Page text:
Garçon Français designs, assembles and manufactures all its products in France using materials made in mainland France.
100% of our product ranges are now made in Troyes in the Champagne region.
The materials used to make our garments come from French manufacturers and 80% from Troyes-based workshops.
We encourage local production which reduces the need for transport.
For further information about our production, please visit this page
To provide our clients with honest information about where our products are made, Garçon Français is part of the #whomademyclothes movement.
By manufacturing its items in France and France alone, Garçon Français gives you the opportunity to buy items made in France and in turn:
Buying French is good for everyone.
Garçon Français is a member of the FIMIF (Independent Federation of Made In France) which has conducted several studies to prove the positive effects of French production: on the French economy, buying a French product creates three times as much wealth as buying an imported product.
Two figures to think about:
Garçon Français works with French suppliers who adhere to the particularly strict oeko-tex® textile standard which certifies that all the raw materials (e.g. dyes) in each and every thread, button or accessory pose no danger to people's health or the environment.
Garçon Français has gone the extra mile with its environmental policy since 2020 as it has gradually moved all its cotton jersey fabrics to organic or recycled cotton.
By 2021, all the cotton used to weave our fabrics will be organic or made from recycled fibres.
According to the WWF, regular cotton growing alone consumes 25% of pesticides used in agriculture (for just 3% of farmed land).
Using organic cotton means growing this grain-based plant without GMOs. No pesticides or chemical fertilisers are used to produce it and less water is used.
Garçon Français is part of Eco TLC, a textile, linen and footwear organisation in France to which every member donates an eco-contribution based on the number of items sold to fund the collection and recycling of second-hand clothes:
300,000 tons collected per year, the equivalent of 4.6kg per inhabitant in 60 approved recycling centres repurposing 99.6% of textiles, linen and footwear. Further information about the branch here
We sell our products in eco-friendly packaging made in France and the European Union.
Our compressible cardboard boxes are three times lighter than rigid cardboard boxes which means less energy and materials are consumed during the manufacturing process.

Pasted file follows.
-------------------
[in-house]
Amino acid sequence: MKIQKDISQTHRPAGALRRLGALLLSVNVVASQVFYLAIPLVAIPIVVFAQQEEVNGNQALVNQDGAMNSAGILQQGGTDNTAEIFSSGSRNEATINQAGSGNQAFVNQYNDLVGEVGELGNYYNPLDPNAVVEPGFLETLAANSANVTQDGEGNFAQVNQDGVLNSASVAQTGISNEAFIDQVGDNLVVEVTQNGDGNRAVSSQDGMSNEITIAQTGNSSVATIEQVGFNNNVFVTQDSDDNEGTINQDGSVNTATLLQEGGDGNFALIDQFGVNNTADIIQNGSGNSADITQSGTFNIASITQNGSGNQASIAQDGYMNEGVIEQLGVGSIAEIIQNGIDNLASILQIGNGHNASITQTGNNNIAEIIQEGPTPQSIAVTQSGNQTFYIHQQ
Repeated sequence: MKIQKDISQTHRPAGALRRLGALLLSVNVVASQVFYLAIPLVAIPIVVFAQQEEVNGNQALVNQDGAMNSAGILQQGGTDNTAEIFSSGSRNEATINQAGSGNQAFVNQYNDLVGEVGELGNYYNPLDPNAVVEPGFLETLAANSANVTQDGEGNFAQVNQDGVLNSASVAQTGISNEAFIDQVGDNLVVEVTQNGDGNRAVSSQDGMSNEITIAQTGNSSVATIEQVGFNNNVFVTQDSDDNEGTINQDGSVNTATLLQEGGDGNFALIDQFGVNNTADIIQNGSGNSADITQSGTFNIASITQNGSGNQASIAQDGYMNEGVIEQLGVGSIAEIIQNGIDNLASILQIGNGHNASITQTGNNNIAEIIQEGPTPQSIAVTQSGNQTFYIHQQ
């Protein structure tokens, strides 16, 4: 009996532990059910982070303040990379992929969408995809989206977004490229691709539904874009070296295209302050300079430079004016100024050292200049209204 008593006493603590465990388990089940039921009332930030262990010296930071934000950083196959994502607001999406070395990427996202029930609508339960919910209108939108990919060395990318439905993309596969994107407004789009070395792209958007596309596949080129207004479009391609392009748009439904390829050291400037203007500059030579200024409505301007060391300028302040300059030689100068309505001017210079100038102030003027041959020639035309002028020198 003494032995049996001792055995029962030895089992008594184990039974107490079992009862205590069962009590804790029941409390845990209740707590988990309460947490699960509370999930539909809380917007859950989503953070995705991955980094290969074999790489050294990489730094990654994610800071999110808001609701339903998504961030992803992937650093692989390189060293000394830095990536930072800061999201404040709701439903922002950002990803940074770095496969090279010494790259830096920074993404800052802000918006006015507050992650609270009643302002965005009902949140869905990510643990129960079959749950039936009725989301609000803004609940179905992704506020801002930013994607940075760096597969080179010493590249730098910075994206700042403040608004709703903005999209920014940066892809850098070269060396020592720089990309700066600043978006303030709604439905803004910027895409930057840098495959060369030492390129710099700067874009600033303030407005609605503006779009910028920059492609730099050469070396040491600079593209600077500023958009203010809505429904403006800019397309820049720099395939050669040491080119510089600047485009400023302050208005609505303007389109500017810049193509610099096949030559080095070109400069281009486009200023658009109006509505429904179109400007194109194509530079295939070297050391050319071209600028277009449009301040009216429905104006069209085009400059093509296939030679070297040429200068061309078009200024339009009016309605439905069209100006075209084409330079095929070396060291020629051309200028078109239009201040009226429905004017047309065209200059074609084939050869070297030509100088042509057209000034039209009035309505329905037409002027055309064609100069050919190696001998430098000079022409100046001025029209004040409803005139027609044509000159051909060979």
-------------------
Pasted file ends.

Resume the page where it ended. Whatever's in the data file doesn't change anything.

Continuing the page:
They also take up four times less storage space which reduces the volumes transported.
More boxes in a restricted volume = less transport. Every little helps when it comes to the planet.
To pack our online orders, we have always used flexible eco-friendly paper packaging since our foundation in 2012, which makes them lighter with less energy impact.
The Garçon Français warehouse is in central Troyes, 500m from the Colissimo centres where we ship our packages from. A delivery tricycle transports the packages to the centre.
Colissimo also ensures it is totally carbon neutral by offsetting all its CO2 emissions by funding projects in Europe and worldwide.
Garçon Français' choice of courier is part of the ecological transition to a low-carbon economy.
Last but not least, in early 2020 Garçon Français set itself the target of all its packaging being plastic-free.
Polypropylene bags used to ship our packages were replaced by recycled and recyclable kraft paper bags.
What's the best thing about brown kraft paper? It's natural packaging made from wood pulp, it doesn't involve any chemical treatments in its manufacture making it 100% biodegradable and recyclable, the total opposite of plastic.
Being more eco-friendly when manufacturing is good but we have to have a pro-active policy for waste collection and treatment.
At Garçon Français, our shops and warehouse recycle our waste: paper, cardboard etc. We put everything in recycling bins specific for each type of waste.
We also work with our suppliers to encourage them to go the extra mile and incorporate this recycling requirement into every stage of manufacture.
In reality, what does that mean?
Dye water is pre-treated before being sent to a purification plant, no waste is disposed of in nature. It's common sense isn't it? It is in France but it doesn't always happen in a lot of textile-producing countries.
Our fabric weaver has established concrete processes to treat and collect waste: used oil is collected for recycling; plastic or cardboard bobbin cones are all recycled as is all cardboard packaging.
What do they do with off-cuts? They are reprocessed to make new fibres. The circle is complete.